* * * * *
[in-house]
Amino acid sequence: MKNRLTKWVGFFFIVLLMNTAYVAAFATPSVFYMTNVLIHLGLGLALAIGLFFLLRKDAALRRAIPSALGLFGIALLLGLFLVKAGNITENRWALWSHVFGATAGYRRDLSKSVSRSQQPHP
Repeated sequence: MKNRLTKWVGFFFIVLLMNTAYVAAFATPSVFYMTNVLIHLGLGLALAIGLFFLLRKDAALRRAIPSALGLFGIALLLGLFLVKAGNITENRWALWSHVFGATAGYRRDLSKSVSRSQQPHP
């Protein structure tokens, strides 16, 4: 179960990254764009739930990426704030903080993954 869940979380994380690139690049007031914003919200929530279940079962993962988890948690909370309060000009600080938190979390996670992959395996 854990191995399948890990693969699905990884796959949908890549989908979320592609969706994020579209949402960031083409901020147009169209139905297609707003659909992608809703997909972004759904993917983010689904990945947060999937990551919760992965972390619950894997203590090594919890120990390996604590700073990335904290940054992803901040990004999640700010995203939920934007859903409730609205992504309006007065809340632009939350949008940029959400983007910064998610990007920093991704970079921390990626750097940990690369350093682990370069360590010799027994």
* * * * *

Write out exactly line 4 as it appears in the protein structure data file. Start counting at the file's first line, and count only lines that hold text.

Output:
């Protein structure tokens, strides 16, 4: 179960990254764009739930990426704030903080993954 869940979380994380690139690049007031914003919200929530279940079962993962988890948690909370309060000009600080938190979390996670992959395996 854990191995399948890990693969699905990884796959949908890549989908979320592609969706994020579209949402960031083409901020147009169209139905297609707003659909992608809703997909972004759904993917983010689904990945947060999937990551919760992965972390619950894997203590090594919890120990390996604590700073990335904290940054992803901040990004999640700010995203939920934007859903409730609205992504309006007065809340632009939350949008940029959400983007910064998610990007920093991704970079921390990626750097940990690369350093682990370069360590010799027994």